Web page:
I have just read
Winterdance by Gary Paulsen and am still a bit overwhelmed. He is a very entertaining
writer and it feels immediately as if we were soul mates. He does not like
moose, and I understand him. American moose seem to be seven times worse than
our Swedish.

The story about his
apprenticeship period with the new dogs, the dogs from hell, was incredibly
funny and reminded me of my time as a horse coachman in forest work. The timber was heavy and the horse did not
have the same understanding of how the work would be carried out, as I had. It
hurt both body and soul. Learning time is often quite painful.

Iditarod race is
probably not for me, seems to be terribly demanding, but it was an amazing trip
to read about. Read it!

During the time
that I read often returned the memory of an old workmate, Grizzly, a stunning
mix between Greenland dog and an unusually large German shepherd. He became an outstanding friend and companion
during ten working seasons in the wilderness. 55 kg muscles in a sweet little

He tracked better
than me, especially on bare ground. He worked very methodically, from footprint
to footprint. He was a nature lover with a very big heart and even tried to
spend time with an adult male lynx. (Holy shit what angry it became!) It went
better with wolves, them he was dancing with a few times. He was pretty hungry
and got a very special look when he saw squirrels or reindeer, the same big wet
eyes that I get when mashed turnips with pork served on a plate …

The only animal
he did not like was the bear, it scared the crap out of him. Therefore I always
knew if there were bears around when I prepared our night camp. It’s safe and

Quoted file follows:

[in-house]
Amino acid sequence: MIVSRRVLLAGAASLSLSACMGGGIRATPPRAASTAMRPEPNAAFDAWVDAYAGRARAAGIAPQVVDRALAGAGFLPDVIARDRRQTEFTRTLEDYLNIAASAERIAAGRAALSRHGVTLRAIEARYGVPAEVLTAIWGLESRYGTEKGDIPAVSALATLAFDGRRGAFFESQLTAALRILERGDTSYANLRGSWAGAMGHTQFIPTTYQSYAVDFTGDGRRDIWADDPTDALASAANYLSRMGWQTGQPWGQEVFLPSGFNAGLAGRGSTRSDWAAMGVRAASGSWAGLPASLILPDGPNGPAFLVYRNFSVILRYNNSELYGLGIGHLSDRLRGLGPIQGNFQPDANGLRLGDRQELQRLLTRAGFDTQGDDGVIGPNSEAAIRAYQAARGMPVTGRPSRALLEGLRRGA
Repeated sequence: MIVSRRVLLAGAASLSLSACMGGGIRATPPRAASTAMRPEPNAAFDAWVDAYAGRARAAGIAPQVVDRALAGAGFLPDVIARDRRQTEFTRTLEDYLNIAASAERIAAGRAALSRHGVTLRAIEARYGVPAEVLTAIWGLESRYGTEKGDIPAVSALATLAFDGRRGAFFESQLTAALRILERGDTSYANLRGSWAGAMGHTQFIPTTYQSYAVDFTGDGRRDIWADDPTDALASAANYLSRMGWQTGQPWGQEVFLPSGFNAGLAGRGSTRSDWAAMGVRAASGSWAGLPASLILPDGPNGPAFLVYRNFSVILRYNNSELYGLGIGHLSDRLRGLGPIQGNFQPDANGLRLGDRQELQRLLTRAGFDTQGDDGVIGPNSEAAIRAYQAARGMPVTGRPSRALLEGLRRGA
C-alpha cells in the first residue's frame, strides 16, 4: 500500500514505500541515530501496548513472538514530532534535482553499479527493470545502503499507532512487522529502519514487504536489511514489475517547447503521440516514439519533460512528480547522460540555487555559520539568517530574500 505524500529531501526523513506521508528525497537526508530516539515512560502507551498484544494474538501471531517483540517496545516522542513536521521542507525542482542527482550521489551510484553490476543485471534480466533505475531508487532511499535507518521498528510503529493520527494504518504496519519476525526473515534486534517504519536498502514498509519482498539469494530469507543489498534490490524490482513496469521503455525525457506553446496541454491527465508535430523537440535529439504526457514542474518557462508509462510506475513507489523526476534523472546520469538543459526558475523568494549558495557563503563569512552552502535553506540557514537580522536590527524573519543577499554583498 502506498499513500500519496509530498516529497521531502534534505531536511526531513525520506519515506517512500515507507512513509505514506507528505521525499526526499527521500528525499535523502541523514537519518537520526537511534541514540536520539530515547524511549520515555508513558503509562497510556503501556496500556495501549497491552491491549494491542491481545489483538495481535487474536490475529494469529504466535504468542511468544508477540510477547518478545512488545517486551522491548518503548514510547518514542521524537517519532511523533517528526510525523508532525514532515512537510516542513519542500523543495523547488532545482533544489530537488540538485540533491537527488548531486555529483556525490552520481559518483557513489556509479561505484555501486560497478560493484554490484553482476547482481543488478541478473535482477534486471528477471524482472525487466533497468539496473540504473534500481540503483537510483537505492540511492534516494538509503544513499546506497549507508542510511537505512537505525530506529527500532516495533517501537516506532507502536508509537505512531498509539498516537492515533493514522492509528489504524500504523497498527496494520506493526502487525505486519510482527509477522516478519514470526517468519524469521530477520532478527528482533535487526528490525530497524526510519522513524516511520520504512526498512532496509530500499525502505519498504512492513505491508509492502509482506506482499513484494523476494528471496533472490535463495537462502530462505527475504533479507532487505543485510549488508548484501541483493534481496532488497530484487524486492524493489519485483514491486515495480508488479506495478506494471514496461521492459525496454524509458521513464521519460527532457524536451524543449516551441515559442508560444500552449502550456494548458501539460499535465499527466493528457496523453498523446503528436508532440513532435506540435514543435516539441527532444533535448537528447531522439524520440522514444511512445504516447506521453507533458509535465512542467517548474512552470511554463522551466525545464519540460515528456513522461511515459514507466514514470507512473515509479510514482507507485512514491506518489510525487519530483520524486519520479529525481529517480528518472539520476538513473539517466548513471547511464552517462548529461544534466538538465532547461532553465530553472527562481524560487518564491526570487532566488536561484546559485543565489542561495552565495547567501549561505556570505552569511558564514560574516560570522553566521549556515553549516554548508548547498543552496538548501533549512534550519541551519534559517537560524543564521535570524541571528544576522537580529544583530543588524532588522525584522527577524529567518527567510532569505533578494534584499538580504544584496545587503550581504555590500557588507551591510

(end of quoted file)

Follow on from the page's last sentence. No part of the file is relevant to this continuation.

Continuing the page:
cozy with a four-legged companion at the campfire, except when they are staring
stiffly out into the darkness and growls …

It happened that
he almost scared the life out of a hunter or fisherman who we met during our wanderings;
he was sometimes quite similar to a wolf. About the same size and color
coverage, at least for those who were not used to seeing wolves.

We had a deal; he
did not need to have a leash if my commands were obeyed. From the first week we
had developed a common language that was based on thin whistles, small gestures
and appealing looks. At least it was my communication with him, he answered
mostly with a low voice Woof.

On one occasion
when twilight prevailed, I suddenly saw him at his own journey of discovery at
the edge of a bog next to our camp. I got pissed; he broke our agreement so I
took the leash in my hand and walked with firm steps to connect him. When I
reached halfway, I suddenly hear rustling sound behind my back. It’s the dog
who had just woken up and rushes up from his bed hidden under a spruce. What I
was about to hook up was a wolf …